I’m gonna be honest. Okay, I usually am, but maybe the better word is transparent. Autism is messy. Autism is different every day, and many times it is different every minute of every day. Today after church, our youngest daughter couldn’t hold it together any longer. Whatever it was that she was feeling, whatever it was that sent her over the edge (ie the last straw), I’m not sure, and it doesn’t really matter. She’s processed, coped and moved on. Our community of faith got to see what a meltdown looks like for our 10-year-old daughter who happens to have autism, ADHD, and generalized anxiety disorder. The meltdowns are few compared to the number many parents of children on the spectrum face. But the irony was not lost on myself or my husband as today is Worldwide Autism Awareness Day.
We typically settle into a quiet, creative afternoon on Sundays. We rest. We reconnect with each other after going to school, work, and doing chores the rest of the week. I’m sure, like many of you, I settled in to browse the many social media outlets programmed on my phone. I light it up blue (Autism Speaks awareness campaign). I don my puzzle pieces at home and at work. Our family is fully aware of the many controversies and debates surrounding autism, “treatments”, its support groups, and the different causes.
But, I don’t really think twice about lighting it up blue, so some of the things in my social media feeds coming across today were shocking. I appreciate another’s perspective on things, but do we really need more causes/opinions to offend us and divide us, though? Aren’t we missing the bigger picture?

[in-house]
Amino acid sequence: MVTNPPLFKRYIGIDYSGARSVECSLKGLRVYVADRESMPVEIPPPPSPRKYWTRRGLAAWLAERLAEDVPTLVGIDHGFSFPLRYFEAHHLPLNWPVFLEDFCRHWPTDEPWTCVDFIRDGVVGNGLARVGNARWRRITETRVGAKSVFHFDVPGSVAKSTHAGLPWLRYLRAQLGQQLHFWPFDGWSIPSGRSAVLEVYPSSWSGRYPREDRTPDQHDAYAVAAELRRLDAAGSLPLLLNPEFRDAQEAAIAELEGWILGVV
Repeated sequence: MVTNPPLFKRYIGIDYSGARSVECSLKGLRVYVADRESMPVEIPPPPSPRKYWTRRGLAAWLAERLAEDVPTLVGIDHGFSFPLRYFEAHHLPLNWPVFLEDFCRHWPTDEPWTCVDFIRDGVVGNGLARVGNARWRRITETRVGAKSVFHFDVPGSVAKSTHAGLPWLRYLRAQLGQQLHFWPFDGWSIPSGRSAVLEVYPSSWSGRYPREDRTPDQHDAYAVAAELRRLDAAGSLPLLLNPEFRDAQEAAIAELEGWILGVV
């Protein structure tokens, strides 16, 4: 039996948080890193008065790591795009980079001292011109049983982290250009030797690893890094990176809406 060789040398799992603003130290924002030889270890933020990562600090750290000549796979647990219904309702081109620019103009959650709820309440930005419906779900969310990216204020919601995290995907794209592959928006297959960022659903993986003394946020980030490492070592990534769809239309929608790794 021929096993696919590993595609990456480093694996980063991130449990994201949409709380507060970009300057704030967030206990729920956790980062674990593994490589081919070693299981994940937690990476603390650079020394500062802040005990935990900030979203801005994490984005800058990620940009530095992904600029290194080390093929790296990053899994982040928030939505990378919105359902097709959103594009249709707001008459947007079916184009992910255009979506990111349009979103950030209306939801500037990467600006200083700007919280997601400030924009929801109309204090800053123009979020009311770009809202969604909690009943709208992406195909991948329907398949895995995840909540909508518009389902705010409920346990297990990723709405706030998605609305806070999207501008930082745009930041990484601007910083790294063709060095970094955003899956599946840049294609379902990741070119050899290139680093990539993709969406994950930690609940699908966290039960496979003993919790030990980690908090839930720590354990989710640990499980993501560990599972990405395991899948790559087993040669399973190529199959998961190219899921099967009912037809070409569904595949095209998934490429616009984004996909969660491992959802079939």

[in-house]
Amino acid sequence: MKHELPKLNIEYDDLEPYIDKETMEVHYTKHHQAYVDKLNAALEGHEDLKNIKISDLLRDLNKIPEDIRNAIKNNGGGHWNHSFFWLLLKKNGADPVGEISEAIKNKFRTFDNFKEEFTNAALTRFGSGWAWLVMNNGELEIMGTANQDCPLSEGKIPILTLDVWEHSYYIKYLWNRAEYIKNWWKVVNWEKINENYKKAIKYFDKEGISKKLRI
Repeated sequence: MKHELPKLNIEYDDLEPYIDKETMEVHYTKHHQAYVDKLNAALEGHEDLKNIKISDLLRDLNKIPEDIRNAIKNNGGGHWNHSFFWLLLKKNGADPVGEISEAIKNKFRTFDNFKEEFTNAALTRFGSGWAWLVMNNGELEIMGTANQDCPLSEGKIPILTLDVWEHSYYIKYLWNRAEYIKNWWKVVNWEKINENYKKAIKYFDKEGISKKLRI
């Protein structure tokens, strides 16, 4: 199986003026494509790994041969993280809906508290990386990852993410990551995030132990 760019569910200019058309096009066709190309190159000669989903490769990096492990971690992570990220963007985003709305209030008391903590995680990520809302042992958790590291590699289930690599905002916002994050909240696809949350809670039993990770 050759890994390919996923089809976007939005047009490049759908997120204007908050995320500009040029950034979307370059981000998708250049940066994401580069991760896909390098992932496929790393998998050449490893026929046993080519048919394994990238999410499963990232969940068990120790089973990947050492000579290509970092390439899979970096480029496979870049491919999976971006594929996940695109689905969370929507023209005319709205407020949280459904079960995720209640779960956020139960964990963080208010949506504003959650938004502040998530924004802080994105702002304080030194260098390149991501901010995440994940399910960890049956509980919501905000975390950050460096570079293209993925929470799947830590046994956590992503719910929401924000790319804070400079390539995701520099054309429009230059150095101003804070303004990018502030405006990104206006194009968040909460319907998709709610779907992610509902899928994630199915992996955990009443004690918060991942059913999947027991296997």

Our family has lived hidden in many ways. We have protected our daughters from the judgement, the eyes, and the need to conform to certain societal institutions. It’s affected our marriage. We’ve never had a consistent date night. A date night for us is maybe grabbing five or ten minutes early in the morning while the coffee pot percolates or hanging out by the washer and dryer as we do laundry. Finding a sitter is hard. Trusting the sitter is even harder. So for twelve years, we’ve lived hidden. We’ve lived shortened. You arrive on time to events, but leave early. When your daughter is 10, you’re still carrying a “diaper bag” with a weighted blanket, fidgets, snacks, essential oils, and lotions. And don’t forget your alternative method of communication, because even if your child speaks, there are always moments when they need another way to communicate.
Yes I’ll wear blue (for autism and my KC Royals), because I support the autism community and want you to ask questions. Yes, I changed my light bulbs outside to blue and hope it ignites an open dialogue with my neighbors about the realities of autism, being a parent, and a special education teacher.
So why #lightitupblue and have an #autismawareness day?
“…no matter how your molecules are knit together in the spectrum of quiet to loud, bold to subversive, and so on, you’re commissioned and permissioned to arrive at life as your own weird and wonderful self,” Erika Morrison, Bandersnatch.
Because it’s about 3 things.
- Be aware. Not just for autism, but for the differences we all possess.
- Educate yourself. After awareness, we can start to educate ourselves and our community
- Accept. We all want to be accepted by someone. Eventually, I hope, we accept each other for our differences and similarities, then we will be able to create a community of support and love.
Because at the end of it all, I want to be known as someone who loved well.
My youngest blue light.